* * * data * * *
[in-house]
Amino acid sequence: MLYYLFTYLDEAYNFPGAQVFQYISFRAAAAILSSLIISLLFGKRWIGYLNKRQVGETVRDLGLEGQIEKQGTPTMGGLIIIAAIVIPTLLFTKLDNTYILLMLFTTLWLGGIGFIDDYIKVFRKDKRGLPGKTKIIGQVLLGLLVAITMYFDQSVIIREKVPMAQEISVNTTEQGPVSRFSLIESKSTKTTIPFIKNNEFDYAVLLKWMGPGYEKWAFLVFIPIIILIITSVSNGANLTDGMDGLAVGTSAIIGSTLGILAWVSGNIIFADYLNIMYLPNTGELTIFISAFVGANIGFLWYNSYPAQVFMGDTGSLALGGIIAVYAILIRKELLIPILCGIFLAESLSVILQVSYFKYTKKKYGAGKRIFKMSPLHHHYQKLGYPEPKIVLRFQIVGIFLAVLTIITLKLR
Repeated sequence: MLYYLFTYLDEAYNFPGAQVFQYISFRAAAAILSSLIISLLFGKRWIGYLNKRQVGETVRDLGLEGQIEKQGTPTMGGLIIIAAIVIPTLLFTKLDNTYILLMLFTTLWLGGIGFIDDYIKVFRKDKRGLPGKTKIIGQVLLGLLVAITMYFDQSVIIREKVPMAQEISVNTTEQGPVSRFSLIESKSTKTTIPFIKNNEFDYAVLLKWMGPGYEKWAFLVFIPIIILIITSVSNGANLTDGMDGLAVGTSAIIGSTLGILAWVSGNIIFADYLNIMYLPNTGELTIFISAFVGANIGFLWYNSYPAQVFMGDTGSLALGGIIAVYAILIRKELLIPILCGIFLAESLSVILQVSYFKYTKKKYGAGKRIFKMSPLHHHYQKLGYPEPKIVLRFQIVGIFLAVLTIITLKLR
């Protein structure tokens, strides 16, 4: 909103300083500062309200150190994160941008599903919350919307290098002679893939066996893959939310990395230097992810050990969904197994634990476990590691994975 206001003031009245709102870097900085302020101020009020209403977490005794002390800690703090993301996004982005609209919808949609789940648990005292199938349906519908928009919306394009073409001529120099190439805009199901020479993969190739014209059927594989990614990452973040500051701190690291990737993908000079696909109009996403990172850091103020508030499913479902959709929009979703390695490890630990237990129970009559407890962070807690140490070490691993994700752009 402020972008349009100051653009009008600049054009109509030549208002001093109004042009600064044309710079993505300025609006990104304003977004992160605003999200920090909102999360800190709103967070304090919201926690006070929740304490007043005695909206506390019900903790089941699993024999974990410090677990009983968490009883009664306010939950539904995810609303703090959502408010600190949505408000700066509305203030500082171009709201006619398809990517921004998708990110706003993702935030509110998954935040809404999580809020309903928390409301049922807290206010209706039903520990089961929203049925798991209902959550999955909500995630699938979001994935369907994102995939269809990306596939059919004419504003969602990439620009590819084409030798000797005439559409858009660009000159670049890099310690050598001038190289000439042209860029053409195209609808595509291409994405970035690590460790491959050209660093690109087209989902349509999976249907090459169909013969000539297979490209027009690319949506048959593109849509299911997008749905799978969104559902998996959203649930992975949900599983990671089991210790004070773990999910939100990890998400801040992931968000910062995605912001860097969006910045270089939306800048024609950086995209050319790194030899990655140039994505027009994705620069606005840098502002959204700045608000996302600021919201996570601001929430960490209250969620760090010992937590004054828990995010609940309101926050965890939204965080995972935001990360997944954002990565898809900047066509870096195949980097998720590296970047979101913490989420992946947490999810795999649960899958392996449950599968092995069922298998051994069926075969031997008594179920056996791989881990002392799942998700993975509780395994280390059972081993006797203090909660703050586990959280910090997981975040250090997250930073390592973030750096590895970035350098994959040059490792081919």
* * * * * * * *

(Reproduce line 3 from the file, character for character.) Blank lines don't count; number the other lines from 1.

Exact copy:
Repeated sequence: MLYYLFTYLDEAYNFPGAQVFQYISFRAAAAILSSLIISLLFGKRWIGYLNKRQVGETVRDLGLEGQIEKQGTPTMGGLIIIAAIVIPTLLFTKLDNTYILLMLFTTLWLGGIGFIDDYIKVFRKDKRGLPGKTKIIGQVLLGLLVAITMYFDQSVIIREKVPMAQEISVNTTEQGPVSRFSLIESKSTKTTIPFIKNNEFDYAVLLKWMGPGYEKWAFLVFIPIIILIITSVSNGANLTDGMDGLAVGTSAIIGSTLGILAWVSGNIIFADYLNIMYLPNTGELTIFISAFVGANIGFLWYNSYPAQVFMGDTGSLALGGIIAVYAILIRKELLIPILCGIFLAESLSVILQVSYFKYTKKKYGAGKRIFKMSPLHHHYQKLGYPEPKIVLRFQIVGIFLAVLTIITLKLR